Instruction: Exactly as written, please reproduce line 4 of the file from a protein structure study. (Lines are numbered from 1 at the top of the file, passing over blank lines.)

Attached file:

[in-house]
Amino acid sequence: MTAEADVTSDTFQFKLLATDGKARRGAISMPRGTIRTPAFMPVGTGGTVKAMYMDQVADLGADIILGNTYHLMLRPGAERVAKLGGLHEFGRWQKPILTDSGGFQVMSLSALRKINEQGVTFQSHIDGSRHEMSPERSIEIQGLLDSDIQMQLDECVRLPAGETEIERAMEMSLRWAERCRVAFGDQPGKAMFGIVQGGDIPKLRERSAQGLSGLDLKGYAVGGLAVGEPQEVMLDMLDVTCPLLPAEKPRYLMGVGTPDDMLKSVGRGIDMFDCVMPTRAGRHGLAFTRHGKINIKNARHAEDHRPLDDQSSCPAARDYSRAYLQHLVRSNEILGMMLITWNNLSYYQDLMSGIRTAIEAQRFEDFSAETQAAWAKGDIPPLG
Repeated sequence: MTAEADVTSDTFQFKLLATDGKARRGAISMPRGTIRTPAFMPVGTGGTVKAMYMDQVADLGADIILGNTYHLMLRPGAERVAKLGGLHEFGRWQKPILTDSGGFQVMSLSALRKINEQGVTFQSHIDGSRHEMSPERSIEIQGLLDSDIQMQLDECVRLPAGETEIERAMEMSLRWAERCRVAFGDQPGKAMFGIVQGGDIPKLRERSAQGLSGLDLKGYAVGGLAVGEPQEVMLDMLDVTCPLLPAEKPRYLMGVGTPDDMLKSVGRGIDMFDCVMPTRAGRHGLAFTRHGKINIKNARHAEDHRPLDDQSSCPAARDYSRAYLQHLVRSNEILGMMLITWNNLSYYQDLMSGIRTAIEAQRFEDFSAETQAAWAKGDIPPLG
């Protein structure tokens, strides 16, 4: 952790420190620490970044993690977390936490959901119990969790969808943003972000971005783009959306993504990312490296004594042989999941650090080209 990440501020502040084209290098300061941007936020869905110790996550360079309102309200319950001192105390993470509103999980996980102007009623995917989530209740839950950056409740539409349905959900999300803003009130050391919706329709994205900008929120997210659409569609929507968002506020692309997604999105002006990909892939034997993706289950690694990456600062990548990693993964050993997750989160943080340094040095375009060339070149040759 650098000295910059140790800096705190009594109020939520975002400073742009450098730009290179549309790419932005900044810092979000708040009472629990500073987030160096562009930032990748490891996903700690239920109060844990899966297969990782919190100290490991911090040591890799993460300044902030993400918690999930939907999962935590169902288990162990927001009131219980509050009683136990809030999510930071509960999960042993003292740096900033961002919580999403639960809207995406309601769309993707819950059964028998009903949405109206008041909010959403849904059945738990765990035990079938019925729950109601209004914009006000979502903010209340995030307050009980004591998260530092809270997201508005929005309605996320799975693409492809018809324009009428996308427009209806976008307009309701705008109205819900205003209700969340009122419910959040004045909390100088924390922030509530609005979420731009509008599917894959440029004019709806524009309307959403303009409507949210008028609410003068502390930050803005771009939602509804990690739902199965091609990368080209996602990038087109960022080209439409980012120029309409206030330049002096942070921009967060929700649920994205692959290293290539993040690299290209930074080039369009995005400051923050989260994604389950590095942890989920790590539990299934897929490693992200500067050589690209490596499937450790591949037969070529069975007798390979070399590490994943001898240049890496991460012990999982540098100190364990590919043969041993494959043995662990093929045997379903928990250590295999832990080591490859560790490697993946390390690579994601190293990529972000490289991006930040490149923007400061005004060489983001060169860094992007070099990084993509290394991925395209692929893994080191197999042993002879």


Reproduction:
């Protein structure tokens, strides 16, 4: 952790420190620490970044993690977390936490959901119990969790969808943003972000971005783009959306993504990312490296004594042989999941650090080209 990440501020502040084209290098300061941007936020869905110790996550360079309102309200319950001192105390993470509103999980996980102007009623995917989530209740839950950056409740539409349905959900999300803003009130050391919706329709994205900008929120997210659409569609929507968002506020692309997604999105002006990909892939034997993706289950690694990456600062990548990693993964050993997750989160943080340094040095375009060339070149040759 650098000295910059140790800096705190009594109020939520975002400073742009450098730009290179549309790419932005900044810092979000708040009472629990500073987030160096562009930032990748490891996903700690239920109060844990899966297969990782919190100290490991911090040591890799993460300044902030993400918690999930939907999962935590169902288990162990927001009131219980509050009683136990809030999510930071509960999960042993003292740096900033961002919580999403639960809207995406309601769309993707819950059964028998009903949405109206008041909010959403849904059945738990765990035990079938019925729950109601209004914009006000979502903010209340995030307050009980004591998260530092809270997201508005929005309605996320799975693409492809018809324009009428996308427009209806976008307009309701705008109205819900205003209700969340009122419910959040004045909390100088924390922030509530609005979420731009509008599917894959440029004019709806524009309307959403303009409507949210008028609410003068502390930050803005771009939602509804990690739902199965091609990368080209996602990038087109960022080209439409980012120029309409206030330049002096942070921009967060929700649920994205692959290293290539993040690299290209930074080039369009995005400051923050989260994604389950590095942890989920790590539990299934897929490693992200500067050589690209490596499937450790591949037969070529069975007798390979070399590490994943001898240049890496991460012990999982540098100190364990590919043969041993494959043995662990093929045997379903928990250590295999832990080591490859560790490697993946390390690579994601190293990529972000490289991006930040490149923007400061005004060489983001060169860094992007070099990084993509290394991925395209692929893994080191197999042993002879």